Winning Hand, the new album from Tinsley Ellis on Alligator Records, is the veteran bluesman at his finest as a songwriter and guitarist. The epic six-minute slow blues “Gamblin’ Man” is alone worth the price, but the album is packed with hard-hitting, groove-driven electric blues.
In the very first track an unexpected key change introduces a wailing guitar solo that brings Jimi Hendrix to mind, and throughout the album Ellis’s titanic, elemental solos cut like a leopard’s fangs. Kevin McKendree lays down organ and piano lines that rock between screaming and sensitive, while Steve Mackey and Lynn Williams motor it all unstoppably forward on bass and drums respectively.
The songs span Chicago blues, rock, and soul with ease, whether Ellis is playing a Gibson or a Fender guitar. (For guitar enthusiasts, the CD insert notes the exact instrument he played on each track.) The album delivers a dose of just about everything electric blues can offer: the darkly contemplative mid-tempo rock of “Autumn Run,” the loping, surging drive of “Soul of a Broken Man,” the snaky minor-key orchestral blues of “Don’t Turn Off the Light.” Ellis decorates the insistent soul of “I Got Mine” (one of my favorite tracks) with the sweet sound of a 1959 Fender Telecaster, while the rattle of McKendree’s barrelhouse piano sustains the good-time Chuck Berry crunch of “Satisfied.” The band even cooks up a bit of New Orleans gumbo with the album’s sole cover, Leon Russell’s “Dixie Lullaby.”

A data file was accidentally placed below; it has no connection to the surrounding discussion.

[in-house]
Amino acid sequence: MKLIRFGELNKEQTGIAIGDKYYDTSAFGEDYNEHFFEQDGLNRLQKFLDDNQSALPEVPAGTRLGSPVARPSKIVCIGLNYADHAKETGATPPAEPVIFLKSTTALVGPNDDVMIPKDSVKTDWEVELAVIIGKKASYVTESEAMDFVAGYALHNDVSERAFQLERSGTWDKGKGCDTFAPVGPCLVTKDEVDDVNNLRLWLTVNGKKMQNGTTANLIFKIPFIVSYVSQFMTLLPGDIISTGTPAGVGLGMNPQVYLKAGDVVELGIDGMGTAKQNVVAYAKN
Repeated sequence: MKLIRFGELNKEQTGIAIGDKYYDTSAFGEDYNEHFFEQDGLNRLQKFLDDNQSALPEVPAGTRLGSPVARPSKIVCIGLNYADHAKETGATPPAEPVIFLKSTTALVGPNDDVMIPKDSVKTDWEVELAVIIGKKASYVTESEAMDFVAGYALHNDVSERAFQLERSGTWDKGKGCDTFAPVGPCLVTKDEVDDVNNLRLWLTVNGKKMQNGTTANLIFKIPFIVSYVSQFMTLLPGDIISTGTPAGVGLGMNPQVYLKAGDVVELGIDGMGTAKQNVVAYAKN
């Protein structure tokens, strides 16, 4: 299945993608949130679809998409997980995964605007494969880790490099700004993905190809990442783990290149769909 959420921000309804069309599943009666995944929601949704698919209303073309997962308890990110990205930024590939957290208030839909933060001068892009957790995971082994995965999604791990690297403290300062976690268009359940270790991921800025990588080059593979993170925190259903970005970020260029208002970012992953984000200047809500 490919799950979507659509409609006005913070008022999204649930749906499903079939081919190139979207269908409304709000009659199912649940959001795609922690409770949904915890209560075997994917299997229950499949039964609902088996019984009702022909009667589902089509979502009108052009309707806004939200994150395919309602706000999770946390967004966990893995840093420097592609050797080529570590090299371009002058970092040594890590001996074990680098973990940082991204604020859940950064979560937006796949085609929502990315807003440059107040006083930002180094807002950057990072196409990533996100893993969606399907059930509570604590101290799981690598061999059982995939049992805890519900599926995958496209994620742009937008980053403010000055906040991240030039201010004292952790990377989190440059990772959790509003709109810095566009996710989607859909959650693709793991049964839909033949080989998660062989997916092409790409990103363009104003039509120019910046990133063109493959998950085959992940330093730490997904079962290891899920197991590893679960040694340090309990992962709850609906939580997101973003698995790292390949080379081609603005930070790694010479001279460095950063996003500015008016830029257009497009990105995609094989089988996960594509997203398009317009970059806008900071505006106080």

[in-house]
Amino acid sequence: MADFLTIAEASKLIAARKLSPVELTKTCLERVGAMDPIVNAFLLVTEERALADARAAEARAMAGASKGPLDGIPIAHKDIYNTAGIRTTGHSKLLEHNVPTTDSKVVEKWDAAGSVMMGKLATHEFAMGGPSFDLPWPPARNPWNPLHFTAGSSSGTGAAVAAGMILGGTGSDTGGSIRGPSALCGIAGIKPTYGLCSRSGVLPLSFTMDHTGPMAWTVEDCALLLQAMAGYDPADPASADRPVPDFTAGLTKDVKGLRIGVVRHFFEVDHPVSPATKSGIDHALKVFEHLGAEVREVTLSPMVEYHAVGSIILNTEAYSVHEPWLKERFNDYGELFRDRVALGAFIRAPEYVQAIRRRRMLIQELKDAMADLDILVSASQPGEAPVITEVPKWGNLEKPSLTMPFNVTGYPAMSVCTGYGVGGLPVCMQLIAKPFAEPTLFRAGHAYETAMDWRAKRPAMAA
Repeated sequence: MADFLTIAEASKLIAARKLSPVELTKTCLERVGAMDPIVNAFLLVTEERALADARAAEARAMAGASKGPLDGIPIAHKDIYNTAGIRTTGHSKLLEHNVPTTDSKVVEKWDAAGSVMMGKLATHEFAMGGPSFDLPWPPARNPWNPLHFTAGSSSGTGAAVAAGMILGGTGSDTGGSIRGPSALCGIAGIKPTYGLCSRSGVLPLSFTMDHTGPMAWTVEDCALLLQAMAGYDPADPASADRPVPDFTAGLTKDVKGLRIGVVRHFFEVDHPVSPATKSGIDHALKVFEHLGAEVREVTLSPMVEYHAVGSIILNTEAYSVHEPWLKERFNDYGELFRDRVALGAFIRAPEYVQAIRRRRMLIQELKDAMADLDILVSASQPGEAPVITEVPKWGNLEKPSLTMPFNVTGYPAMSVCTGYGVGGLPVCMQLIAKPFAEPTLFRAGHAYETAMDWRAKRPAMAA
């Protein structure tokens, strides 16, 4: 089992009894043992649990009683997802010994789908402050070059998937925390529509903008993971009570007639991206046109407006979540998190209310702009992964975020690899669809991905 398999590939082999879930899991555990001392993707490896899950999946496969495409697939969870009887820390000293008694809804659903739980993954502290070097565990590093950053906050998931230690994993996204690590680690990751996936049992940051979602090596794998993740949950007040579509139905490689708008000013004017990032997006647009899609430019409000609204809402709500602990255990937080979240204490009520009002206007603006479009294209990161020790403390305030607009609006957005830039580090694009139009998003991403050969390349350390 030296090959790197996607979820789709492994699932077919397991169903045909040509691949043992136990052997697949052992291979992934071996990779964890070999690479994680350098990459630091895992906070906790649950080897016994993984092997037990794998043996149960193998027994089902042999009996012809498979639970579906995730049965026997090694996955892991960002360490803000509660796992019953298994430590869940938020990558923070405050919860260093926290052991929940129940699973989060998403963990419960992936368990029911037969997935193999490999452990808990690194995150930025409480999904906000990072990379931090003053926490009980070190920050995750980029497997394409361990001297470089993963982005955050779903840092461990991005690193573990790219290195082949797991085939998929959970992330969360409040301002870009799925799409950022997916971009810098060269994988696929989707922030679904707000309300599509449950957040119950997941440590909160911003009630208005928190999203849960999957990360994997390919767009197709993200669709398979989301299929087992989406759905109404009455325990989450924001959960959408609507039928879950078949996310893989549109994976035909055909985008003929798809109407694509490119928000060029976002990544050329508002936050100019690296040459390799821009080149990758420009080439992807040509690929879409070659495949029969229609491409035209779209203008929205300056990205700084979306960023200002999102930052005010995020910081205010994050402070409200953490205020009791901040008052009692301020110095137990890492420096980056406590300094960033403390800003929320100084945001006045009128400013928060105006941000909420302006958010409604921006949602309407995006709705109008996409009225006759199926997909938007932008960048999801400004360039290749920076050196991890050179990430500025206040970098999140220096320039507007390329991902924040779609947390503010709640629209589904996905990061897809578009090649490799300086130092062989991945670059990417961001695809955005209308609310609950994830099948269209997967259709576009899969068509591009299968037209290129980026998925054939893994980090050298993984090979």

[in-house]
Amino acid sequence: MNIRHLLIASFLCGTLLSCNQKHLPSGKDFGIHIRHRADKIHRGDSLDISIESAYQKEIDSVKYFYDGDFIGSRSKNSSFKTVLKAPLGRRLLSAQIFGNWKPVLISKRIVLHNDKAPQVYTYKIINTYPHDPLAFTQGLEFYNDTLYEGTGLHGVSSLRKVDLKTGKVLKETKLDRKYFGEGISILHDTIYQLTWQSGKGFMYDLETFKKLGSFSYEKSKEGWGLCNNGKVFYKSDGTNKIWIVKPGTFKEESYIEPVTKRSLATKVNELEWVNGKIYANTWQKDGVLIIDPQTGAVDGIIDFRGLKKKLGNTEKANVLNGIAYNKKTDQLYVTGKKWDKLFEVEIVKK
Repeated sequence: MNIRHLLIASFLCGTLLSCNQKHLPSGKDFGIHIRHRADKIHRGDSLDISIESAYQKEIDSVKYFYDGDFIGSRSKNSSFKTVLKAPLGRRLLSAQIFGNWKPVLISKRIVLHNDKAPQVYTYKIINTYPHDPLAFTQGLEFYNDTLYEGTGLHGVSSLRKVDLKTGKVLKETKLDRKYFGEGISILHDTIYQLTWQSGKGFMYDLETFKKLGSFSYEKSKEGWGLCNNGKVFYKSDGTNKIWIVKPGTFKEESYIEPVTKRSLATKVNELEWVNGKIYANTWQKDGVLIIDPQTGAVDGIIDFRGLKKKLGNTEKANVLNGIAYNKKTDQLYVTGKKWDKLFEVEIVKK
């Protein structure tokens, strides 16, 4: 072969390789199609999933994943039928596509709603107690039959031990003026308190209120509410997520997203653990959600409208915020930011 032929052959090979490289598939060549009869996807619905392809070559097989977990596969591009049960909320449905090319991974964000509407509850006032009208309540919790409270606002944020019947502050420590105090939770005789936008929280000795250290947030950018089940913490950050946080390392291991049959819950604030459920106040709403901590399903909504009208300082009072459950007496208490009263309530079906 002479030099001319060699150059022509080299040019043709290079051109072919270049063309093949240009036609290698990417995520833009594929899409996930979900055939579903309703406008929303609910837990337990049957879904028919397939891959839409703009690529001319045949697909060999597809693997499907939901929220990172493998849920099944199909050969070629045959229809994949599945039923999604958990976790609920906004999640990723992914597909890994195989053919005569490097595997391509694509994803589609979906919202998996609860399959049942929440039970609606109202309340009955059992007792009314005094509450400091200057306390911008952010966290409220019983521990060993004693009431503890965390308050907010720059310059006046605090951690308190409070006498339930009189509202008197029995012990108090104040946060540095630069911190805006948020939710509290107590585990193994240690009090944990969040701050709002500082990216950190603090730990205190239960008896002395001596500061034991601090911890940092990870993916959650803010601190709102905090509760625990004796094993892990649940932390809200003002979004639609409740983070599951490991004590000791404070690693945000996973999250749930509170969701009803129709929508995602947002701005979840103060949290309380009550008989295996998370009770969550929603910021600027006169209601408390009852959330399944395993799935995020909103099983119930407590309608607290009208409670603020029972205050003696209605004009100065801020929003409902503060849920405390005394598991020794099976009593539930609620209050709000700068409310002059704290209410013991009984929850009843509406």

Though a capable singer, Ellis has always spoken most eloquently through the guitar, and nothing has changed about that. Great bluesman that he is, he can speak volumes in a few well-placed notes. Listen to the meltingly emotional solo in “Don’t Turn Off the Light” and you’ll have no doubt.
The disc ends with “Saving Grace,” nearly nine minutes of slow Allman-esque minor-key blues that works a few structural and sonic surprises into the tried-and-true. But Winning Hand doesn’t need a saving grace; it’s a winner all the way through. Available for pre-order at Alligator’s website and Amazon.com, it comes out Jan. 12, 2018, the same day Ellis launches a nationwide tour in his hometown of Atlanta.